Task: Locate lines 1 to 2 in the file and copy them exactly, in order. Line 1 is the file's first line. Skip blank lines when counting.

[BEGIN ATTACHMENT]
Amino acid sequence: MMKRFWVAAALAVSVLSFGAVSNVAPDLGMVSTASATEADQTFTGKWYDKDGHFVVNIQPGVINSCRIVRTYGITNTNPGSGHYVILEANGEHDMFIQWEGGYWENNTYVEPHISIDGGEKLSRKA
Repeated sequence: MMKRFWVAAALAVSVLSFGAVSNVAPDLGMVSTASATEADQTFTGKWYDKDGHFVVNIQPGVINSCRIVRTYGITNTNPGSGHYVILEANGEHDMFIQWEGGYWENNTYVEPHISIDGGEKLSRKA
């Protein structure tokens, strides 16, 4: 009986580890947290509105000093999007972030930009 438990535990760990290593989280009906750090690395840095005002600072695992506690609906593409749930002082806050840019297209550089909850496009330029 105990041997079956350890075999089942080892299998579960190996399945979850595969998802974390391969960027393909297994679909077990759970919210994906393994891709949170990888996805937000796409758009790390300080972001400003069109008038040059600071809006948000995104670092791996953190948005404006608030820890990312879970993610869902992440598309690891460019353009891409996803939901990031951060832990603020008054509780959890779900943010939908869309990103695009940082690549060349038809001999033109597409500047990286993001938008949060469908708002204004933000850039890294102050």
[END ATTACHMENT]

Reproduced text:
Amino acid sequence: MMKRFWVAAALAVSVLSFGAVSNVAPDLGMVSTASATEADQTFTGKWYDKDGHFVVNIQPGVINSCRIVRTYGITNTNPGSGHYVILEANGEHDMFIQWEGGYWENNTYVEPHISIDGGEKLSRKA
Repeated sequence: MMKRFWVAAALAVSVLSFGAVSNVAPDLGMVSTASATEADQTFTGKWYDKDGHFVVNIQPGVINSCRIVRTYGITNTNPGSGHYVILEANGEHDMFIQWEGGYWENNTYVEPHISIDGGEKLSRKA